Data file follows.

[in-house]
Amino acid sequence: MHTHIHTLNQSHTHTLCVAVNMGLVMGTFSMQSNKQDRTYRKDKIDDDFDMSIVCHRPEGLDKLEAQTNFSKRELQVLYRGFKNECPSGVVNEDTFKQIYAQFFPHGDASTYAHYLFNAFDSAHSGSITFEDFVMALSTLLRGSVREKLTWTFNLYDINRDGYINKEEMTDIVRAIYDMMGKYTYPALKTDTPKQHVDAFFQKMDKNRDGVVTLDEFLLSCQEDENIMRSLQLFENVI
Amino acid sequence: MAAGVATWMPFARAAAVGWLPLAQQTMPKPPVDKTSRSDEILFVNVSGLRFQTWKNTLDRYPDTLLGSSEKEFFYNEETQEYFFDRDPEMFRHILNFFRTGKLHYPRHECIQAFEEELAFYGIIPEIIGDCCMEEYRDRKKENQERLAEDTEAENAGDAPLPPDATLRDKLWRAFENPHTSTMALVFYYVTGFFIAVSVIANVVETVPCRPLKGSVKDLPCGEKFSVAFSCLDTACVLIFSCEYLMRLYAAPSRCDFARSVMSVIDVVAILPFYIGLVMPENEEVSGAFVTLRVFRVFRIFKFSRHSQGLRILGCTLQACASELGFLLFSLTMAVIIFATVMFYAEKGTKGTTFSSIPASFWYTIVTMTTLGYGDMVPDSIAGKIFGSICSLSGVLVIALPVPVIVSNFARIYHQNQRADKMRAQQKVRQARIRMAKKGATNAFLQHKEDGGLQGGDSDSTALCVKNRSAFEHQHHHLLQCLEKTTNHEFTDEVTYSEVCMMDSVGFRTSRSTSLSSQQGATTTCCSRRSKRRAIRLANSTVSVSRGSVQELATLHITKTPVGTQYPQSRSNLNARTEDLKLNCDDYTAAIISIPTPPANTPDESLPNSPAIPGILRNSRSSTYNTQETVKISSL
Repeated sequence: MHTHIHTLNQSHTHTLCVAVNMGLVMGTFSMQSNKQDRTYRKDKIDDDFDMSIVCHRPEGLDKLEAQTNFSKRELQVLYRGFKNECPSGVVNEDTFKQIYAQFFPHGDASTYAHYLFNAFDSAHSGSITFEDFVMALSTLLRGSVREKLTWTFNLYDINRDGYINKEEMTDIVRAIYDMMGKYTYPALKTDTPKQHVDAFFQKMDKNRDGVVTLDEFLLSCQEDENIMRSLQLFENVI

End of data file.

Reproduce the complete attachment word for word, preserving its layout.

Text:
[in-house]
Amino acid sequence: MHTHIHTLNQSHTHTLCVAVNMGLVMGTFSMQSNKQDRTYRKDKIDDDFDMSIVCHRPEGLDKLEAQTNFSKRELQVLYRGFKNECPSGVVNEDTFKQIYAQFFPHGDASTYAHYLFNAFDSAHSGSITFEDFVMALSTLLRGSVREKLTWTFNLYDINRDGYINKEEMTDIVRAIYDMMGKYTYPALKTDTPKQHVDAFFQKMDKNRDGVVTLDEFLLSCQEDENIMRSLQLFENVI
Amino acid sequence: MAAGVATWMPFARAAAVGWLPLAQQTMPKPPVDKTSRSDEILFVNVSGLRFQTWKNTLDRYPDTLLGSSEKEFFYNEETQEYFFDRDPEMFRHILNFFRTGKLHYPRHECIQAFEEELAFYGIIPEIIGDCCMEEYRDRKKENQERLAEDTEAENAGDAPLPPDATLRDKLWRAFENPHTSTMALVFYYVTGFFIAVSVIANVVETVPCRPLKGSVKDLPCGEKFSVAFSCLDTACVLIFSCEYLMRLYAAPSRCDFARSVMSVIDVVAILPFYIGLVMPENEEVSGAFVTLRVFRVFRIFKFSRHSQGLRILGCTLQACASELGFLLFSLTMAVIIFATVMFYAEKGTKGTTFSSIPASFWYTIVTMTTLGYGDMVPDSIAGKIFGSICSLSGVLVIALPVPVIVSNFARIYHQNQRADKMRAQQKVRQARIRMAKKGATNAFLQHKEDGGLQGGDSDSTALCVKNRSAFEHQHHHLLQCLEKTTNHEFTDEVTYSEVCMMDSVGFRTSRSTSLSSQQGATTTCCSRRSKRRAIRLANSTVSVSRGSVQELATLHITKTPVGTQYPQSRSNLNARTEDLKLNCDDYTAAIISIPTPPANTPDESLPNSPAIPGILRNSRSSTYNTQETVKISSL
Repeated sequence: MHTHIHTLNQSHTHTLCVAVNMGLVMGTFSMQSNKQDRTYRKDKIDDDFDMSIVCHRPEGLDKLEAQTNFSKRELQVLYRGFKNECPSGVVNEDTFKQIYAQFFPHGDASTYAHYLFNAFDSAHSGSITFEDFVMALSTLLRGSVREKLTWTFNLYDINRDGYINKEEMTDIVRAIYDMMGKYTYPALKTDTPKQHVDAFFQKMDKNRDGVVTLDEFLLSCQEDENIMRSLQLFENVI